Overall goal: The overall goal is to understand the interaction of cell organelles, neuronal excitability and the cytoskeleton in inducing neurodegenerative events. This is of great importance since the overall question in neurodegenerative diseases is about the initial event, the diagnosis and treatment in stages prior to induction of an irreversible change.

Experimental approach: To use patient-specific induce pluripotent cell models from a (i) storage disease (NCL), (ii) aggregate prone disease (ALS) and (iii) a disease with no aggregates but hyperexcitability (ChAc) combined with state of the art live cell imaging techniques, electrophysiology and biophysical tools (PIV, laser ablation for cortex tension measurements, AFM). We will differentially characterize organelle structure and motility, excitability, cell and axonal growth and cell cortical plasticity in the different diseases. Subsequently, we will interfere with each part of the trinity and measure the consequence on the two other domains to finally understand their interactions.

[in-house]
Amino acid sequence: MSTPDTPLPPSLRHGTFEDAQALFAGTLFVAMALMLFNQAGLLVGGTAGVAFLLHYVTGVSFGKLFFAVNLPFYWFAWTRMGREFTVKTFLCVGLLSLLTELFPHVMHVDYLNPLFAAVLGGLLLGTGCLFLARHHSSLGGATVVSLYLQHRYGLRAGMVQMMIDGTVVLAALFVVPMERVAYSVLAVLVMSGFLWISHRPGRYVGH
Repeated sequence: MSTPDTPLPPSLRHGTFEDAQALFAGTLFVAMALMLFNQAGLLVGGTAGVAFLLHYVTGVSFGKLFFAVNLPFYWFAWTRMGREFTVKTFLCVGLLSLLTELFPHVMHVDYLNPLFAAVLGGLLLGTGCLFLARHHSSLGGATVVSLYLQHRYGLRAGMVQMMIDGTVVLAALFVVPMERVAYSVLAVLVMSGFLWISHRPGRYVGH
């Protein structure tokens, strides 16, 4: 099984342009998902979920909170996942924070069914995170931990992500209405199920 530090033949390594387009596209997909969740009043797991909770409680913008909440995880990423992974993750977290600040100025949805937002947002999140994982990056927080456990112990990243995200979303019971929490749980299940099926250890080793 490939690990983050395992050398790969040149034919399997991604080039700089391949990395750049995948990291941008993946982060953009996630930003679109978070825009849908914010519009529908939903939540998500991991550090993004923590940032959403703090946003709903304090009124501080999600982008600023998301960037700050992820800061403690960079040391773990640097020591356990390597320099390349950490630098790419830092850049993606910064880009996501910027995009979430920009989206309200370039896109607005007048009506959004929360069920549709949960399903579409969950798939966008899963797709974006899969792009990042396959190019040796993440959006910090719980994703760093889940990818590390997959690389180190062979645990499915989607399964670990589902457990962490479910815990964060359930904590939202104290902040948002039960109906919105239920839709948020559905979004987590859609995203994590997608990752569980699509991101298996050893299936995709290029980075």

Significance: The results will contribute to the understanding of the interaction of cellular structure, cellular organelle and cellular function and how this lead to neurodegeneration to provide novel drug targets for causative therapies.

Andreas Hermann Research: Figure
Shown are differentiated motor neurons derived from human iPSC which were cultivated in a microfluidic chamber to get linearized axon. By this we are able to live cell monitor organelle movement.